(b) Police officers, when checking the physical body of transgender persons, they have to understand their gender identity and act accordingly. If there are reasonable grounds to suspect, they must first check the identity card or any other valid document before checking the person’s body. Maintaining and respecting that person’s privacy is essential as treating him with due dignity. The police are required to formulate guidelines informing the manner of body searches of these individuals. A transgender person is just another person, and he is entitled to all rights every person is entitled to under the Constitution.
Guideline 04: Right to Security of the Person
(a) Transgender persons face stigma, discrimination and violence in public places, such as non-verbal gestures, verbal abuses, threats and physical attacks. In these circumstances, the police should proactively intervene, avoid the situation, and take appropriate legal action against individuals who violate those rights.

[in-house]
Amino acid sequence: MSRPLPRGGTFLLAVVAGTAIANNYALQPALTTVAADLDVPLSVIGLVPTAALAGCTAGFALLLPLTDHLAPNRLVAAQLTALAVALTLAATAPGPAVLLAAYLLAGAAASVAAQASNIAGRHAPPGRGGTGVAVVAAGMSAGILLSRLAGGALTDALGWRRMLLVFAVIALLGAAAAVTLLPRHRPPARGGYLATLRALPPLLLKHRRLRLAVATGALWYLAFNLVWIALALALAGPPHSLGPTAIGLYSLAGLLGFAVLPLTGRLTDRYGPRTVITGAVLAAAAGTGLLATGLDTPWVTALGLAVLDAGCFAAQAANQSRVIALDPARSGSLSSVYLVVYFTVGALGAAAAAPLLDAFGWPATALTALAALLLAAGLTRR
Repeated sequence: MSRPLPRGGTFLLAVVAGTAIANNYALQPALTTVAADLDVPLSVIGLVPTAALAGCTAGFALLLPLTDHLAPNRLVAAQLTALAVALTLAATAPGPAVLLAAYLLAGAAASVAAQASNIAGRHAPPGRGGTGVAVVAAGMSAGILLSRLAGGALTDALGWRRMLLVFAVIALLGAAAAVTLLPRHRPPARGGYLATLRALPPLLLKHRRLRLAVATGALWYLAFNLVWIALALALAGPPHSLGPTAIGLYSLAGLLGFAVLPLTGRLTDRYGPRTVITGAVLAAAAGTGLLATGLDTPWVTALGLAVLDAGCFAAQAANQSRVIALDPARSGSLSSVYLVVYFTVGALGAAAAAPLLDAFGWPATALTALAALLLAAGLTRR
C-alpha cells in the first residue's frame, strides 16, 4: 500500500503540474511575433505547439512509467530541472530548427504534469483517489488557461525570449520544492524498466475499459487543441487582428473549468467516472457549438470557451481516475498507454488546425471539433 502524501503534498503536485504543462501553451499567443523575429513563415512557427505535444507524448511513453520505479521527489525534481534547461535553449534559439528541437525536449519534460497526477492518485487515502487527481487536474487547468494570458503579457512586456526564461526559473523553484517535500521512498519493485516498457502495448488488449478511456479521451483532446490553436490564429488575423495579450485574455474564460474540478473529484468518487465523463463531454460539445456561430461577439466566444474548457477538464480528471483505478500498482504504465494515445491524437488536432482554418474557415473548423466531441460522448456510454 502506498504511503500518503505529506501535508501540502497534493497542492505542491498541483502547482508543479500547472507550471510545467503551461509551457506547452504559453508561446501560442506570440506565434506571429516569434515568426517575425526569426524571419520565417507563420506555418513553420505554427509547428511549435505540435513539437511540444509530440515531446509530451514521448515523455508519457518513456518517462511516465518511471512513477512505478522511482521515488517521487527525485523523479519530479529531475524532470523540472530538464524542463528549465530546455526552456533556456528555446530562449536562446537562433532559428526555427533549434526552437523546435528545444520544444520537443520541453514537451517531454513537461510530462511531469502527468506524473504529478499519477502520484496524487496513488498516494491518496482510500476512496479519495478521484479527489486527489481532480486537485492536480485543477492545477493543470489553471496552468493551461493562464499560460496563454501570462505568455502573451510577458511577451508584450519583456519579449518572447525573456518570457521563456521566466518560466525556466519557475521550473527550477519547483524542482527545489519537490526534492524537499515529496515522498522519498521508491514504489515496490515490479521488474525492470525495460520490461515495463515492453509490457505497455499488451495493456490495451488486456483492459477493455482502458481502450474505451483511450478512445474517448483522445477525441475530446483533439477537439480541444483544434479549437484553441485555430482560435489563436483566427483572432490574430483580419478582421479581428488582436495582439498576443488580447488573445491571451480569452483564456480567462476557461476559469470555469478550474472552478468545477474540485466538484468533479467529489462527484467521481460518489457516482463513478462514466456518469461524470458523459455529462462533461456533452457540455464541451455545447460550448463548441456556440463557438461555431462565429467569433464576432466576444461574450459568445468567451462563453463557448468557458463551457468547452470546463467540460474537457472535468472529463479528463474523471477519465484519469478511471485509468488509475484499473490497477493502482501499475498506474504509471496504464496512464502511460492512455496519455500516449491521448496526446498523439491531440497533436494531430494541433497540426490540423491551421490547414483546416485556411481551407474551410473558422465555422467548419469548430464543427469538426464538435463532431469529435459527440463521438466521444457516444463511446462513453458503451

(b) Inaction, avoidance or delaying legal actions by police officers for such grievances would violate Article 12.1 of the Constitutions. When transgender persons cross-dress, police tend to criminalise such actions under section 399 of the Penal Code – “Cheating by Impersonation”. Also, the police usually erroneously judge these cross-dressed individuals as Sex-workers. Cross-dressing cannot be considered impersonation concerning transgender persons, and they should not be prejudiced as sex workers.
The misapplication of criminal law has severe consequences, the police must be advised of these consequences, and severe action must be taken against such police officers for not adhering to the prescribed regulations.
Guideline 05: The Right to Freedom from Arbitrary Arrest and Detention